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Welcome to 2 minute neuroscience, where I explain neuroscience topics in 2 minutes or
less.
In this installment I will discuss brain tumors.
A brain tumor is an abnormal growth of cells that occurs in the brain.
Brain tumors, like other tumors, can be benign or malignant.
Malignant tumors grow much more rapidly than benign tumors, and frequently spread into
surrounding brain tissue, whereas benign tumors tend to grow slowly and do not typically spread.
Only malignant tumors are considered cancerous, but a benign brain tumor can still be problematic
as its growth can impact neighboring brain tissue.
If a brain tumor begins in the brain, it’s called a primary brain tumor.
If it spreads to the brain from some other location, it’s known as a secondary brain
tumor.
The symptoms of brain tumors vary depending on what part of the brain is impacted and
thus from case to case, but some common symptoms include headache, nausea and vomiting, sensory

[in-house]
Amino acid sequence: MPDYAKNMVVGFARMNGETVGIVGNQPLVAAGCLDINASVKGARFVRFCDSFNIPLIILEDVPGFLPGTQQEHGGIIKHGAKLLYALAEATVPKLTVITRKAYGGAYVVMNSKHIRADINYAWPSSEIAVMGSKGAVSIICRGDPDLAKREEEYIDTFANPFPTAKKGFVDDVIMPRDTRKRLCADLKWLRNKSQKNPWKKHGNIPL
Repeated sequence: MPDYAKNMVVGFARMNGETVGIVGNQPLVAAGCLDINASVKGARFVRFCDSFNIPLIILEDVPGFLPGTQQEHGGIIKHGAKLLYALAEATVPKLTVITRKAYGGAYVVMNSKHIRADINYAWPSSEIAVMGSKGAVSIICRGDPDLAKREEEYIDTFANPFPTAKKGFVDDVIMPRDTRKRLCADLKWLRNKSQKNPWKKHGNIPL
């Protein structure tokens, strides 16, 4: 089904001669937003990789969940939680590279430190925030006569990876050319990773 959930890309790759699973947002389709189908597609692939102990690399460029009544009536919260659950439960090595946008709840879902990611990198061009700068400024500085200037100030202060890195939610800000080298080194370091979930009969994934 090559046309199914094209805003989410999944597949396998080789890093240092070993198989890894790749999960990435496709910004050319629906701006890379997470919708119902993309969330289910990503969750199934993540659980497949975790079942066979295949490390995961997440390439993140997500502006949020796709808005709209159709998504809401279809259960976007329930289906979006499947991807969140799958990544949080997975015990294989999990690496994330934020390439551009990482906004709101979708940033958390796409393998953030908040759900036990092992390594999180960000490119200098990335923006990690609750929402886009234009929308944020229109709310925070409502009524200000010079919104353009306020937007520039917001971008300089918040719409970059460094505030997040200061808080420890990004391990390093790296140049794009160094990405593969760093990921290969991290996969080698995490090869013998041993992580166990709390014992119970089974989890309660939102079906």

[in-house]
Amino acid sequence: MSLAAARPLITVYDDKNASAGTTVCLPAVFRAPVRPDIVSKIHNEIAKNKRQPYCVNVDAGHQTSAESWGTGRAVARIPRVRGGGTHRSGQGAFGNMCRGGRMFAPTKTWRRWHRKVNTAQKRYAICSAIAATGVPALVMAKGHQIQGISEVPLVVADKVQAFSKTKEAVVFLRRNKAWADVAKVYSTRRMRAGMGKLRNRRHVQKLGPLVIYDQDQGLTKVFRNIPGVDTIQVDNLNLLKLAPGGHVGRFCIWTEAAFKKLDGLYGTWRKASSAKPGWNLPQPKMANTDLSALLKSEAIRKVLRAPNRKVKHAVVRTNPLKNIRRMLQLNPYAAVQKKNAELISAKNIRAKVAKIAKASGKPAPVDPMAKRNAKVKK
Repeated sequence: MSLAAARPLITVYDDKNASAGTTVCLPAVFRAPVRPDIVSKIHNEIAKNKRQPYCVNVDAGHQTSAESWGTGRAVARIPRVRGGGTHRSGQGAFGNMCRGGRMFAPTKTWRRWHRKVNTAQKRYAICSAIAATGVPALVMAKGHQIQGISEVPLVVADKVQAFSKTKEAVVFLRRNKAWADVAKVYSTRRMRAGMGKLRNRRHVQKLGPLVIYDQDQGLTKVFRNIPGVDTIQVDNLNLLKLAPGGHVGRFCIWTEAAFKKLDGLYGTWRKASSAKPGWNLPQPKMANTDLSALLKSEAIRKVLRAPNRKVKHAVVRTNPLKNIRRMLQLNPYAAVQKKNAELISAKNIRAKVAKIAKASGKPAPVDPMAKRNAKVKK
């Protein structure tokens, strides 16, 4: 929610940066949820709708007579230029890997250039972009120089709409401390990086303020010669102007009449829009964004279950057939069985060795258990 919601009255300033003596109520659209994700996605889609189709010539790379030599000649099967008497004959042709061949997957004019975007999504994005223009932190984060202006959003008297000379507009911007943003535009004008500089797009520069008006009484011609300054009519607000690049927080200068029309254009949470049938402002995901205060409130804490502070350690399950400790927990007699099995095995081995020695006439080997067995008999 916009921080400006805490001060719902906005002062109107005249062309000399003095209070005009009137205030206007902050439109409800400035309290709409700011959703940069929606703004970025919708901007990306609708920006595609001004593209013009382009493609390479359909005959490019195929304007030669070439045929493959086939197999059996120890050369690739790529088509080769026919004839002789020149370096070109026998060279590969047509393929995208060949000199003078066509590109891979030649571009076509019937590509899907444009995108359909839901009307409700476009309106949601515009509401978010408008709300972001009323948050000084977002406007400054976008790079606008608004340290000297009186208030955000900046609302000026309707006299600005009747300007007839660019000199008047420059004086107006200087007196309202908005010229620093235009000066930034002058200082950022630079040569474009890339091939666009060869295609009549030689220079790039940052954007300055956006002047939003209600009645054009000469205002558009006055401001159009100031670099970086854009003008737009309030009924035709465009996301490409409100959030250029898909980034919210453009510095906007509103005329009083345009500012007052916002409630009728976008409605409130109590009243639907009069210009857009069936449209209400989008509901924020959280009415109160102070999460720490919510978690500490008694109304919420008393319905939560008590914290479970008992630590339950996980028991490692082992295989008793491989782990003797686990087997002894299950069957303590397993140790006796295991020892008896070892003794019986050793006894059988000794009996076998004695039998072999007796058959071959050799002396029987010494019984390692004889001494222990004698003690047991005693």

disturbances like blurred vision, loss of balance, confusion, changes in personality,
and seizures.There are over 120 different types of brain tumors, so I’ll only discuss
a few of the more common types here.
Gliomas are a category of brain tumors that begin in glial cells.
The most common glioma is astrocytoma, which arises from the glial cells called astrocytes.
One example of an astrocytoma is low-grade astrocytoma, which indicates a slow-growing
tumor that is usually benign.
Another example, however, is glioblastoma multiforme, which is a highly malignant tumor
that grows rapidly and spreads.
Meningiomas are the most common primary brain tumor.
Meningiomas form in the meninges, and are usually benign.
Medulloblastoma is the most common type of malignant tumor in children.
Medulloblastomas typically begin near the fourth ventricle, between the brainstem and
the cerebellum.